Reframing the workplace wellness debate as part of employer branding

The data hasn’t been very conclusive on whether wellness programs really improve health and save money on absenteeism—but employees value well-being offerings.

By Ted Kitterman      @tedkitkat      

This might be the tipping point for one model of justifying workplace wellness programs. In recent data released as part of a three-year study into the health benefits of workplace wellness offerings, the results have been disappointing.

The researchers, Katherine Baicker, dean of the Harris School of Public Policy at the University of Chicago, and Zirui Song, an assistant professor of health care policy at Harvard Medical School, wrote about their findings in The Washington Post:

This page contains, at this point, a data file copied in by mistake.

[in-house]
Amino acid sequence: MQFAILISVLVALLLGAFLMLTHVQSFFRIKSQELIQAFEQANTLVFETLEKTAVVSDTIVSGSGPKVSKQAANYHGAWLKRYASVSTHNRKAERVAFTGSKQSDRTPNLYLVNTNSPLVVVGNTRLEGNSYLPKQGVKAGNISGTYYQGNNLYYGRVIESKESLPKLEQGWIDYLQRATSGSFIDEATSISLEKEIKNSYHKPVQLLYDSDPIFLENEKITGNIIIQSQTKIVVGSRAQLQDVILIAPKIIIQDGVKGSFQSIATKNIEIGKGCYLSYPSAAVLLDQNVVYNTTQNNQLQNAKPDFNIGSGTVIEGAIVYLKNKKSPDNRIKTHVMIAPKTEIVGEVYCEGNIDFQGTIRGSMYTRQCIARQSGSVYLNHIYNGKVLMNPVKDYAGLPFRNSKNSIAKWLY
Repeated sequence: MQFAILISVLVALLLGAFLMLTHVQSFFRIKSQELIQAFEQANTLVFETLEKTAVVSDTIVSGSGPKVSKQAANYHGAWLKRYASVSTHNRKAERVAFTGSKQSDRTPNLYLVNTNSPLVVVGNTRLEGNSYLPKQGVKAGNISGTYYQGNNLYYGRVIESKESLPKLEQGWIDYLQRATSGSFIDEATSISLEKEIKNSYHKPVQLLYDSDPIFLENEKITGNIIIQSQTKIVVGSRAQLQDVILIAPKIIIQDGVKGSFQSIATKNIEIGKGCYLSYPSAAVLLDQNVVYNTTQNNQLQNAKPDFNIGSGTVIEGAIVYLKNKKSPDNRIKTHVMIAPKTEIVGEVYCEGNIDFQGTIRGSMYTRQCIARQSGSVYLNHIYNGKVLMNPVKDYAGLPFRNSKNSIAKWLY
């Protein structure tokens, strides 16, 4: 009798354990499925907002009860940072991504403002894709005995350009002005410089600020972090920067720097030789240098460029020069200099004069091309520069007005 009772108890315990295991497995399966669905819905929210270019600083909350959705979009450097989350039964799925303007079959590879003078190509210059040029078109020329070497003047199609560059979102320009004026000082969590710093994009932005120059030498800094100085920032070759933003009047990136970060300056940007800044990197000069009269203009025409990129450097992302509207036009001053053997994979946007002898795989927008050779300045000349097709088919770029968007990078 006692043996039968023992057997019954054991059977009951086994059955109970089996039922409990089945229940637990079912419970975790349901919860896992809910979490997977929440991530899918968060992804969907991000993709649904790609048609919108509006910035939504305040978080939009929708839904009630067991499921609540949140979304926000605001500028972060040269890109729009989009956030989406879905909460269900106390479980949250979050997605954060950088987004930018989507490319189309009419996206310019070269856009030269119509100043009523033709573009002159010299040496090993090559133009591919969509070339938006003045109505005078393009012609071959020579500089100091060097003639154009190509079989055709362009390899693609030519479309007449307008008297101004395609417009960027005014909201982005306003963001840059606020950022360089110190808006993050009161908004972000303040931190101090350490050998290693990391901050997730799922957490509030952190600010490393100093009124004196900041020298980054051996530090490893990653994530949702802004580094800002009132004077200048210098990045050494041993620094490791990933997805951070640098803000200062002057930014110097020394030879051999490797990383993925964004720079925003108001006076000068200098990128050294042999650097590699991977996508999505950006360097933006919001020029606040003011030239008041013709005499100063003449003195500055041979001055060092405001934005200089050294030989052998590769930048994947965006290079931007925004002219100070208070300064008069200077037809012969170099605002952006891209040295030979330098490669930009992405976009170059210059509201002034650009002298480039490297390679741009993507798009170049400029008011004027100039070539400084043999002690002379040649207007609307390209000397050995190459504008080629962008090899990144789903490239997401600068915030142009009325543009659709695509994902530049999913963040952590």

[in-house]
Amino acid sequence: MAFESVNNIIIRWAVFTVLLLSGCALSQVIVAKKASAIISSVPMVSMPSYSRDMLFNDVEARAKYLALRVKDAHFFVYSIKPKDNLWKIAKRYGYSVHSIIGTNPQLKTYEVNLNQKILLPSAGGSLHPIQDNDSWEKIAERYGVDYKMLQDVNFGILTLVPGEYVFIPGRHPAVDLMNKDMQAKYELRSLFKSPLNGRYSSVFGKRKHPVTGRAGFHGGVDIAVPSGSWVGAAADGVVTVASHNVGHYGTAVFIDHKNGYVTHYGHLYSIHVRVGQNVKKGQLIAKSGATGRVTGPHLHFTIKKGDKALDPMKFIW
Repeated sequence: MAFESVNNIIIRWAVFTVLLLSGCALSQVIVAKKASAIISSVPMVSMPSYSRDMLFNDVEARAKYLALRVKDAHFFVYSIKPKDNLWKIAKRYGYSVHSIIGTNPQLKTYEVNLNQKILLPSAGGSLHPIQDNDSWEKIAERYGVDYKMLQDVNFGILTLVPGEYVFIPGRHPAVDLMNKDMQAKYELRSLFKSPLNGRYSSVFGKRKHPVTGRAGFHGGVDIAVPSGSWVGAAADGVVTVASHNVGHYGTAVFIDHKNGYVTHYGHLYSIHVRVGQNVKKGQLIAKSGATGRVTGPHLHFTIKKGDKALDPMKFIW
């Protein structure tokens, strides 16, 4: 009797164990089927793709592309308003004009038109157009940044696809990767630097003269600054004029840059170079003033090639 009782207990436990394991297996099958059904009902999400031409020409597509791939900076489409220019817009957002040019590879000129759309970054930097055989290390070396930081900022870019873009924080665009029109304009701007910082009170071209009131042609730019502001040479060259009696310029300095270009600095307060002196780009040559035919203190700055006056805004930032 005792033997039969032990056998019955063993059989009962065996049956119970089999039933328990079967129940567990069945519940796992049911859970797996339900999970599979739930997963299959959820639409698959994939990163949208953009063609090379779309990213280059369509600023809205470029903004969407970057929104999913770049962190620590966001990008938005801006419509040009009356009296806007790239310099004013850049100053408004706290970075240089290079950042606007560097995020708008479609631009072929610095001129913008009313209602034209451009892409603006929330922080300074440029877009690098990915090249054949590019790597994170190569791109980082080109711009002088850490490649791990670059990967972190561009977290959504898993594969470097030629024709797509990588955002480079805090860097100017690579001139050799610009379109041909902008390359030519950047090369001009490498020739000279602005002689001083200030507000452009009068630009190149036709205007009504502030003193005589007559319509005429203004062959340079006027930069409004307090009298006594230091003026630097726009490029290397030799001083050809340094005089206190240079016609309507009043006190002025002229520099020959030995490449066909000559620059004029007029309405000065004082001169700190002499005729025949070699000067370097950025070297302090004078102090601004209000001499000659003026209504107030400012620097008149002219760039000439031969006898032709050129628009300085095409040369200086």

“After nearly three years, we didn’t see any substantial effects on employment outcomes (such as fewer sick days), health-care spending or objective health measures. We did find some improvements in self-reported health behaviors. For example, the wellness program increased the share of employees who reported actively managing their weight by about 8.7 percentage points and the share of those who said they got regular exercise by about 11 percentage points. But we saw no effects on blood pressure, diabetes or obesity.”

It’s a sobering finding for workplace wellness leaders and communicators who are tasked with implementing the offerings and demonstrating their efficacy. The argument that such programming improves workers’ lives, thereby decreasing health care costs and limiting absenteeism for illness—just isn’t supported by the data.